While I don’t share this inventor’s enmity towards the traditional camera strap, I can certainly see the benefits of the C-Loop project, which moves the anchor point of the strap to the tripod mount. While I feel certain shortcomings of this configuration are downplayed, I have to say that the system has some really obvious applications, and would probably sell a bunch if made.
The C-Loop system screws into the tripod mount, but allows you to spin the camera independently. This means you can sling the camera sideways to make it more compact or protect a large lens, and it can’t exactly get tangled with only one contact point like that.
My concern is that the camera will naturally want to hang with its back towards you, lens out. In that case, the grip will usually be on the wrong side, since the camera is upside-down. Definitely not more convenient. And you’re not likely to have it resting with the lens towards you. No, you generally will want it to be sideways, with the lens pointing toward your shooting hand, but I’m concerned it won’t naturally tend to sit there.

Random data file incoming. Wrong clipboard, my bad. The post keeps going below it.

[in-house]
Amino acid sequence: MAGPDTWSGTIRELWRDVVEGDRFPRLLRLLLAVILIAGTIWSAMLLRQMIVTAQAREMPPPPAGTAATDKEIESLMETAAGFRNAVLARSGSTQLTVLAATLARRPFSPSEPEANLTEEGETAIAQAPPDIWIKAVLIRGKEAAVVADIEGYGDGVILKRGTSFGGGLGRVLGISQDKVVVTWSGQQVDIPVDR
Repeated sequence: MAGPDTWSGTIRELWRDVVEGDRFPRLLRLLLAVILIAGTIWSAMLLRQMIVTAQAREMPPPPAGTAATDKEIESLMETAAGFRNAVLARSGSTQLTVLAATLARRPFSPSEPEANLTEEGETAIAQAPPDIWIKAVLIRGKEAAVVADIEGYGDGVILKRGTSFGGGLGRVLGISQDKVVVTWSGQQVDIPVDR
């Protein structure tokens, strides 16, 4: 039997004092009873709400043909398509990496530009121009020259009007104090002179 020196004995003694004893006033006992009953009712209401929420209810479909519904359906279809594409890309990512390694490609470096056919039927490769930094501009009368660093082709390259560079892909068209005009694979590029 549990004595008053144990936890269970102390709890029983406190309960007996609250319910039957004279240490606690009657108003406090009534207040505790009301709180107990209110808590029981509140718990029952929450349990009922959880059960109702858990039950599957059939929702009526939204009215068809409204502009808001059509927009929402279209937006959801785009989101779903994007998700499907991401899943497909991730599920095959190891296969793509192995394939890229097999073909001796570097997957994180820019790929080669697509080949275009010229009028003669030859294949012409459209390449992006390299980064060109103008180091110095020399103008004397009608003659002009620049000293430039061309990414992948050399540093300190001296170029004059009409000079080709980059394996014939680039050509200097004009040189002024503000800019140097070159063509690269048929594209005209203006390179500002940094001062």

The benefit of two contact points for the strap is that the camera’s orientation remains correct almost no matter what. Whatever you do and however you lean, the camera will always be in the “ready” position, lens out, grip towards your gripping hand. A battery grip might change that situation, of course, and it depends on what lenses you use and how you shoot.
Those criticisms said, it’s still a very useful option, and I’d want one in my gear cabinet just in case. Besides, it fits on any camera with a tripod mount, so it’s more than a DSLR accessory.
Does this thing look interesting to you? Go pledge a few bucks on Kickstarter!